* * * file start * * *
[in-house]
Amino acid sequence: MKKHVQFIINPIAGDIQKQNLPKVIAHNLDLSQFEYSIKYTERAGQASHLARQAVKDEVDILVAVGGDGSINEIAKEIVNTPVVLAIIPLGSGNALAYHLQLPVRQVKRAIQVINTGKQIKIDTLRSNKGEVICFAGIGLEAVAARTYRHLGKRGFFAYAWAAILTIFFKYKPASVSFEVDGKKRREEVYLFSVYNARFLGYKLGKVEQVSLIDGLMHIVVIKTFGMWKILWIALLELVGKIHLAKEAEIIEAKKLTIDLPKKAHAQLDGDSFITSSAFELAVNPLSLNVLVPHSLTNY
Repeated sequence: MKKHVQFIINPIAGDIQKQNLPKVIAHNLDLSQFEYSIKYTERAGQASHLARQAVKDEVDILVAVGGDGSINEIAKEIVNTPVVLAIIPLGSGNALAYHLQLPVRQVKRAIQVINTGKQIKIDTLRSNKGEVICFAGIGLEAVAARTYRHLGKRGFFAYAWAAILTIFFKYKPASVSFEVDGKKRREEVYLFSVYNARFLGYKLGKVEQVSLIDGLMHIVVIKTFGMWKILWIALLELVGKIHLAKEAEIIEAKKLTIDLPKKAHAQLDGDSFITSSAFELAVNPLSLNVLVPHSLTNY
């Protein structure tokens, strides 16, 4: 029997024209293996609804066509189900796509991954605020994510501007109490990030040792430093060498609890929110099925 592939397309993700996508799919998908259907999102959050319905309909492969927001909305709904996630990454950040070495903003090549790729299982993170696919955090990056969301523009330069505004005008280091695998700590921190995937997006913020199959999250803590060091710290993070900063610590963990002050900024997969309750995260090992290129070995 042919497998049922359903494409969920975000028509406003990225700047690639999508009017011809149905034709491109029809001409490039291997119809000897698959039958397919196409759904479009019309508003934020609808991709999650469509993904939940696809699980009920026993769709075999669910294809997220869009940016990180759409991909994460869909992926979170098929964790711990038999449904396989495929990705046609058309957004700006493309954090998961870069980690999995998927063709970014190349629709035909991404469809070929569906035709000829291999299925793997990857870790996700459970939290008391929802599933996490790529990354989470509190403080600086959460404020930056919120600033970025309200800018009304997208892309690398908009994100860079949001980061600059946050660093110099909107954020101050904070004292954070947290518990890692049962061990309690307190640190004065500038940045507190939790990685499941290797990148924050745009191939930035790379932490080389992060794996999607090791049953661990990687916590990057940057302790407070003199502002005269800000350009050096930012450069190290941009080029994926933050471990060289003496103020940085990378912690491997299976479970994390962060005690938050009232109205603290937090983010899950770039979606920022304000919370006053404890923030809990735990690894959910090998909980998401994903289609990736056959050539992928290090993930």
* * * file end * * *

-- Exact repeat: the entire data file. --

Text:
[in-house]
Amino acid sequence: MKKHVQFIINPIAGDIQKQNLPKVIAHNLDLSQFEYSIKYTERAGQASHLARQAVKDEVDILVAVGGDGSINEIAKEIVNTPVVLAIIPLGSGNALAYHLQLPVRQVKRAIQVINTGKQIKIDTLRSNKGEVICFAGIGLEAVAARTYRHLGKRGFFAYAWAAILTIFFKYKPASVSFEVDGKKRREEVYLFSVYNARFLGYKLGKVEQVSLIDGLMHIVVIKTFGMWKILWIALLELVGKIHLAKEAEIIEAKKLTIDLPKKAHAQLDGDSFITSSAFELAVNPLSLNVLVPHSLTNY
Repeated sequence: MKKHVQFIINPIAGDIQKQNLPKVIAHNLDLSQFEYSIKYTERAGQASHLARQAVKDEVDILVAVGGDGSINEIAKEIVNTPVVLAIIPLGSGNALAYHLQLPVRQVKRAIQVINTGKQIKIDTLRSNKGEVICFAGIGLEAVAARTYRHLGKRGFFAYAWAAILTIFFKYKPASVSFEVDGKKRREEVYLFSVYNARFLGYKLGKVEQVSLIDGLMHIVVIKTFGMWKILWIALLELVGKIHLAKEAEIIEAKKLTIDLPKKAHAQLDGDSFITSSAFELAVNPLSLNVLVPHSLTNY
């Protein structure tokens, strides 16, 4: 029997024209293996609804066509189900796509991954605020994510501007109490990030040792430093060498609890929110099925 592939397309993700996508799919998908259907999102959050319905309909492969927001909305709904996630990454950040070495903003090549790729299982993170696919955090990056969301523009330069505004005008280091695998700590921190995937997006913020199959999250803590060091710290993070900063610590963990002050900024997969309750995260090992290129070995 042919497998049922359903494409969920975000028509406003990225700047690639999508009017011809149905034709491109029809001409490039291997119809000897698959039958397919196409759904479009019309508003934020609808991709999650469509993904939940696809699980009920026993769709075999669910294809997220869009940016990180759409991909994460869909992926979170098929964790711990038999449904396989495929990705046609058309957004700006493309954090998961870069980690999995998927063709970014190349629709035909991404469809070929569906035709000829291999299925793997990857870790996700459970939290008391929802599933996490790529990354989470509190403080600086959460404020930056919120600033970025309200800018009304997208892309690398908009994100860079949001980061600059946050660093110099909107954020101050904070004292954070947290518990890692049962061990309690307190640190004065500038940045507190939790990685499941290797990148924050745009191939930035790379932490080389992060794996999607090791049953661990990687916590990057940057302790407070003199502002005269800000350009050096930012450069190290941009080029994926933050471990060289003496103020940085990378912690491997299976479970994390962060005690938050009232109205603290937090983010899950770039979606920022304000919370006053404890923030809990735990690894959910090998909980998401994903289609990736056959050539992928290090993930």